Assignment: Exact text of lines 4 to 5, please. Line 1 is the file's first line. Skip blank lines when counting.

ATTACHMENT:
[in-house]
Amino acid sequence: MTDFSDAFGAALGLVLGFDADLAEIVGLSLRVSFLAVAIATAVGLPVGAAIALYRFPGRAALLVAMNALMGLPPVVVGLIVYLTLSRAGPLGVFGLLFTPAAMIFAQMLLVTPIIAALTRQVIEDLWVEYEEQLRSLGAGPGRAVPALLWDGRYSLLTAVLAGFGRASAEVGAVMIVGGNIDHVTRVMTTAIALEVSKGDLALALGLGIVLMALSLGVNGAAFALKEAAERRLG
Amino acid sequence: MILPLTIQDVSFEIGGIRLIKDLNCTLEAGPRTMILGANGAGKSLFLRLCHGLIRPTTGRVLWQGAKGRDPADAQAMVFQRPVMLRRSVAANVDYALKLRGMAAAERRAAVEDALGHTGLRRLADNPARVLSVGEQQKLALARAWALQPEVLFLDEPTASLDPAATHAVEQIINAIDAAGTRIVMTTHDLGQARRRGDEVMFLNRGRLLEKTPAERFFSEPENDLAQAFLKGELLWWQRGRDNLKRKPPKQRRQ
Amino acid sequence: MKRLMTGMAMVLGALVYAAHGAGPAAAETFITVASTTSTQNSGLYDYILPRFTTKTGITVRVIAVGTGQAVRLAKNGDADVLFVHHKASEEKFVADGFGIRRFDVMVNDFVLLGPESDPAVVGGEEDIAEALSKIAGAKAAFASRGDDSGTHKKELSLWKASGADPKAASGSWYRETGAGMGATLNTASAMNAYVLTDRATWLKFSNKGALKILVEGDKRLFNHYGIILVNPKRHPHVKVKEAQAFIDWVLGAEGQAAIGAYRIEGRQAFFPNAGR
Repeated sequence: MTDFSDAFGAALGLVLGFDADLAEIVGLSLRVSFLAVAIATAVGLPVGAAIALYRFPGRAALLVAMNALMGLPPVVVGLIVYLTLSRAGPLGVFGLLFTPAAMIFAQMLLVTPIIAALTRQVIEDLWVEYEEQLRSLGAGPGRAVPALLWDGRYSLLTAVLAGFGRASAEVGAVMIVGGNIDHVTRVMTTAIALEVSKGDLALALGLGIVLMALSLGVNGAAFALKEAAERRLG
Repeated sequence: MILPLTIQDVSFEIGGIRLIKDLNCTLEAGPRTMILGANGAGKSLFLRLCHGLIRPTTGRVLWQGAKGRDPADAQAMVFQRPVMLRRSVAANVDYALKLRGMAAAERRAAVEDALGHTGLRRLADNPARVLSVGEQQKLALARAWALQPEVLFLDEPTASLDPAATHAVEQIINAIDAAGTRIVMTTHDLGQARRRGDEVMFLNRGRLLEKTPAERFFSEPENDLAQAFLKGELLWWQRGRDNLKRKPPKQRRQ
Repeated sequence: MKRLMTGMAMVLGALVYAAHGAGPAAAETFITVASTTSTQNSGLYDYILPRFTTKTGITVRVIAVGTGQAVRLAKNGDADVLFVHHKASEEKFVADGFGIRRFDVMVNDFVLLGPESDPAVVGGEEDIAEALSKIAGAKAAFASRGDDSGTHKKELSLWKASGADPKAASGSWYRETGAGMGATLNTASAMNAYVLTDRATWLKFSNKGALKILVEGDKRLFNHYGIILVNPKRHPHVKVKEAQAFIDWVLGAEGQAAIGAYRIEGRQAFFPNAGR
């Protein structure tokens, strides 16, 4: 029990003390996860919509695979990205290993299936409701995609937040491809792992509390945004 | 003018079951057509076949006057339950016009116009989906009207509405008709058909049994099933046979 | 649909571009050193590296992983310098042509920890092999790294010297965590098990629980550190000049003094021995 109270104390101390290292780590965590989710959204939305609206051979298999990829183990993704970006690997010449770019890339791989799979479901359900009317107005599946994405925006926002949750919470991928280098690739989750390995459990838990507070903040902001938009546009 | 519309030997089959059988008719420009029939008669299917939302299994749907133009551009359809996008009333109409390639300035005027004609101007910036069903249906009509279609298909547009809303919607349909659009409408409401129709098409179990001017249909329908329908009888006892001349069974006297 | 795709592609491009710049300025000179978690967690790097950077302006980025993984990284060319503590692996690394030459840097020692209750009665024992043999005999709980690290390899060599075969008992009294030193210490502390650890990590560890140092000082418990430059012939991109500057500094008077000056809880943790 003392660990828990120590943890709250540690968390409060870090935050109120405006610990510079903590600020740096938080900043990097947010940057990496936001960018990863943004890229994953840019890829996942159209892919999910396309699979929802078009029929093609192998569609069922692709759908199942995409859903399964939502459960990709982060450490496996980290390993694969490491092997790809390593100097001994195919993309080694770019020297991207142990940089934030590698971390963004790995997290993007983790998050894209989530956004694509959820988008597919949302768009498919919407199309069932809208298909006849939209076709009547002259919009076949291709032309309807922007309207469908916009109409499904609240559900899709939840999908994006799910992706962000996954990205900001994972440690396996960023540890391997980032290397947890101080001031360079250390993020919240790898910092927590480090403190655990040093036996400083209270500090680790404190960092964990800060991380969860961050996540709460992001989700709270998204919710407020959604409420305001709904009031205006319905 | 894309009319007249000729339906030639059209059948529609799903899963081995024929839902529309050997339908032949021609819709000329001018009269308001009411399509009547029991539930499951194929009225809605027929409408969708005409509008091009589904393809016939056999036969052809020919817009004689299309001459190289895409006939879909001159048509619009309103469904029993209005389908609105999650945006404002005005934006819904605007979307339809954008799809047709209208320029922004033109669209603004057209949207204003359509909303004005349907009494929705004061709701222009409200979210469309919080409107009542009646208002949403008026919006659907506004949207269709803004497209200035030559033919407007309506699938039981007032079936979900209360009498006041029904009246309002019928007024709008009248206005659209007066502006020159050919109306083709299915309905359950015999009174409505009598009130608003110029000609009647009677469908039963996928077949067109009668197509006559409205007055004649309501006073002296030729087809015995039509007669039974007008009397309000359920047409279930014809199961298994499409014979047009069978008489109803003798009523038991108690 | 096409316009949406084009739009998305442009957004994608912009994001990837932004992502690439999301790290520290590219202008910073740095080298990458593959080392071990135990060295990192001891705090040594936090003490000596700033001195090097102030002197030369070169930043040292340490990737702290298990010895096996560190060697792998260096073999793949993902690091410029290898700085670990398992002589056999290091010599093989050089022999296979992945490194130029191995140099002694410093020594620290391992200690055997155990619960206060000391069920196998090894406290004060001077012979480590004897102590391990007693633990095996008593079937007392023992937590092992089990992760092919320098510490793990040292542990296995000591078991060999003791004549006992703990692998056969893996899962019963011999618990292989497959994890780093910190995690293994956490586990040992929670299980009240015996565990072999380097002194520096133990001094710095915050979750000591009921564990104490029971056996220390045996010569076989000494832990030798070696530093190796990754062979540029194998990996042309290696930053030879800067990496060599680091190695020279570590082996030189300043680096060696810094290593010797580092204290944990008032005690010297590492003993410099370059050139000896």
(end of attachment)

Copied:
Amino acid sequence: MKRLMTGMAMVLGALVYAAHGAGPAAAETFITVASTTSTQNSGLYDYILPRFTTKTGITVRVIAVGTGQAVRLAKNGDADVLFVHHKASEEKFVADGFGIRRFDVMVNDFVLLGPESDPAVVGGEEDIAEALSKIAGAKAAFASRGDDSGTHKKELSLWKASGADPKAASGSWYRETGAGMGATLNTASAMNAYVLTDRATWLKFSNKGALKILVEGDKRLFNHYGIILVNPKRHPHVKVKEAQAFIDWVLGAEGQAAIGAYRIEGRQAFFPNAGR
Repeated sequence: MTDFSDAFGAALGLVLGFDADLAEIVGLSLRVSFLAVAIATAVGLPVGAAIALYRFPGRAALLVAMNALMGLPPVVVGLIVYLTLSRAGPLGVFGLLFTPAAMIFAQMLLVTPIIAALTRQVIEDLWVEYEEQLRSLGAGPGRAVPALLWDGRYSLLTAVLAGFGRASAEVGAVMIVGGNIDHVTRVMTTAIALEVSKGDLALALGLGIVLMALSLGVNGAAFALKEAAERRLG